Immaculate Patriots and Crude Partisans
The infamous Union League movement originated in the secret fraternities of mid-1850s anti-immigrant Know Nothing lodges, later becoming a political party and which merged with the Republicans. New members had to be voters and recite a pledge of allegiance in elaborate rituals of burning incense, US flags and the Bible. Each swore to “sustain the existing [Republican] administration in putting down the enemies of the government and to thwart the designs of “traitors and dis-loyalists.”
Prior to Lincoln’s reelection in 1864, the Republican party disguised itself as a “Union” party to paint Democratic opposition with disloyalty. The Union League later moved into the occupied and conquered South to organize freedmen into the League and Republican party.
That freedmen vote enabled Grant’s slim victory over Democrat Horatio Seymour in 1868, and helped maintain Republican political hegemony.
Immaculate Patriots and Crude Partisans
“The first Union League was founded in Pekin, Illinois by a Republican Party activist, George F. Harlow. As war weariness deepened, and the restraint that had held back dissenters in the early months of the war fell away, loyal Republicans became alarmed by the resurgence in support for the Democratic Party.
To combat this, they formed a secret society “whereby true Union men could be known and depended on in an emergency.” The new movement gained the support of Illinois Governor Richard Yates . . . Traveling agents administered the league’s oath to local political leaders and provided the new councils with league chapters. By the end of 1864 the Leagues claimed more than a million members.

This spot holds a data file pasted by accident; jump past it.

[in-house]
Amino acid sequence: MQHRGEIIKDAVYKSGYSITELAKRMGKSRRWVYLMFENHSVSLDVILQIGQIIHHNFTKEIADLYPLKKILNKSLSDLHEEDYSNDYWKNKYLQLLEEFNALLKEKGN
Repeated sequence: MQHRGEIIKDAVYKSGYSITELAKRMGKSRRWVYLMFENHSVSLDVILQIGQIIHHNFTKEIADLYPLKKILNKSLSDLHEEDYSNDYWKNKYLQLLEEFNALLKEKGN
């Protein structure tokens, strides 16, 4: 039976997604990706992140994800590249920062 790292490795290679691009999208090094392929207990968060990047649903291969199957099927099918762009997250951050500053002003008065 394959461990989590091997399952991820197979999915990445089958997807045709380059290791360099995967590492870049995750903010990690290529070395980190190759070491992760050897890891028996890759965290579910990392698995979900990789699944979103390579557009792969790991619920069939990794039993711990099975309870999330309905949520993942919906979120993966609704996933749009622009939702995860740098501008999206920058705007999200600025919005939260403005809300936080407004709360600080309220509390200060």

In the face of what many [Lincoln] administration supporters saw as organized disloyalty from the Democratic Party and its allies, the leagues put into practice the exhortation from John Forney’s Philadelphia Press. In May 1863, the Press urged that the North unite “by any means” and called on Unionists to “silence any tongue that does not speak with respect of the cause and the flag.” The League’s existed, they proclaimed, “to bind together all Loyal men, of all trades and professions, in a common union to maintain the power, glory and integrity of the Nation.”
A nonpartisan style colored every utterance of these organizations . . . [pledging] that their only object is to unite to support the National Government in its efforts to suppress the rebellion now being waged against its authority by a portion of the people of the Union, and not to create a political party.
Union Leagues institutionalized the denial of legitimate partisanship by conflating political opposition to the Union Party with disloyalty to the United States. [The] Leagues quickly established themselves as a powerful political force [to advance] a radical agenda. “The triumph of the Union League is complete,” concluded an editorial in the Chicago Tribune after the Union League of America persuaded Lincoln to remove a conservative general, John M. Schofield, from command of the western Department.
The League’s construction of a patriotic national community – the claim to be the “real” nation – alienated their opponents as surely as it enthused their supporters. Samuel J. Tilden, a wealthy New York railroad lawyer . . . complained to a correspondent in June 1863 that the Union League’s were creating a climate in which it was impossible for normal political campaigns to take place.
Another Democrat, David Turnure, also resented the administration’s demand that he should give “unhesitating fealty to and unquestioning endorsement of all their acts.” To him, the “immaculate patriots” who carped about loyalty were simply crude partisans, who had “abolitionized” the government and were now subverting the Constitution “under the sacred mantle of patriotism.”
Even stronger words came from Maryland Democrat, Severn Teackle Wallis . . . [who wrote to Republican] Senator John Sherman in early 1863. “You have . . . borrowed from the vocabulary of despotism the name “disloyalty,” he thundered. Such a word was “not known to free institutions” but had been created by Unionists to describe the activities of those who “question . . . the wisdom . . . or, if need be, resist the corruption and usurpation of those who temporarily hold and prostitute power.”
(No Party Now: Politics in the Civil War North, Adam I. P. Smith, Oxford University Press, 2006, excerpts pp. 68-71)